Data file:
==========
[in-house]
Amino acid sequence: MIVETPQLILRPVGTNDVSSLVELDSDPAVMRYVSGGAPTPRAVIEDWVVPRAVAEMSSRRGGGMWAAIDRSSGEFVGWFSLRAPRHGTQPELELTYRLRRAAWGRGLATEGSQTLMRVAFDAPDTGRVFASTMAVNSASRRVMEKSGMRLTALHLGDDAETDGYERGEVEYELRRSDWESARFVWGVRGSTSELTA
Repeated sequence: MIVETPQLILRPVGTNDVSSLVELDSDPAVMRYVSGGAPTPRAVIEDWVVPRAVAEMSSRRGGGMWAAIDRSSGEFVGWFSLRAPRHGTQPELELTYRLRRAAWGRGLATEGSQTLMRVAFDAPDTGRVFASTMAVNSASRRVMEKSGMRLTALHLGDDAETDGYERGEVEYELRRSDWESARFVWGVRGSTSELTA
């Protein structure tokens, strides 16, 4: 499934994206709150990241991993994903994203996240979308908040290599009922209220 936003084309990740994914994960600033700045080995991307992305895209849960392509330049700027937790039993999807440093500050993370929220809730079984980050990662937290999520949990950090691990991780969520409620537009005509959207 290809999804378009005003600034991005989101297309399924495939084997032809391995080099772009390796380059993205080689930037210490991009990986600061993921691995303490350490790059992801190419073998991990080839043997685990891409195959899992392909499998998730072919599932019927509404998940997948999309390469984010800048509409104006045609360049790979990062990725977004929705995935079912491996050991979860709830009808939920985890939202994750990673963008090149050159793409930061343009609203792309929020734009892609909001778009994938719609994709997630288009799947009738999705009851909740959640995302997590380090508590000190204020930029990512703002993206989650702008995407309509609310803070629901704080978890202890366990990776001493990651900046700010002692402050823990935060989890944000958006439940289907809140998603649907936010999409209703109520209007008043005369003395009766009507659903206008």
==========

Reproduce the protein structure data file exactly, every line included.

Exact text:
[in-house]
Amino acid sequence: MIVETPQLILRPVGTNDVSSLVELDSDPAVMRYVSGGAPTPRAVIEDWVVPRAVAEMSSRRGGGMWAAIDRSSGEFVGWFSLRAPRHGTQPELELTYRLRRAAWGRGLATEGSQTLMRVAFDAPDTGRVFASTMAVNSASRRVMEKSGMRLTALHLGDDAETDGYERGEVEYELRRSDWESARFVWGVRGSTSELTA
Repeated sequence: MIVETPQLILRPVGTNDVSSLVELDSDPAVMRYVSGGAPTPRAVIEDWVVPRAVAEMSSRRGGGMWAAIDRSSGEFVGWFSLRAPRHGTQPELELTYRLRRAAWGRGLATEGSQTLMRVAFDAPDTGRVFASTMAVNSASRRVMEKSGMRLTALHLGDDAETDGYERGEVEYELRRSDWESARFVWGVRGSTSELTA
């Protein structure tokens, strides 16, 4: 499934994206709150990241991993994903994203996240979308908040290599009922209220 936003084309990740994914994960600033700045080995991307992305895209849960392509330049700027937790039993999807440093500050993370929220809730079984980050990662937290999520949990950090691990991780969520409620537009005509959207 290809999804378009005003600034991005989101297309399924495939084997032809391995080099772009390796380059993205080689930037210490991009990986600061993921691995303490350490790059992801190419073998991990080839043997685990891409195959899992392909499998998730072919599932019927509404998940997948999309390469984010800048509409104006045609360049790979990062990725977004929705995935079912491996050991979860709830009808939920985890939202994750990673963008090149050159793409930061343009609203792309929020734009892609909001778009994938719609994709997630288009799947009738999705009851909740959640995302997590380090508590000190204020930029990512703002993206989650702008995407309509609310803070629901704080978890202890366990990776001493990651900046700010002692402050823990935060989890944000958006439940289907809140998603649907936010999409209703109520209007008043005369003395009766009507659903206008």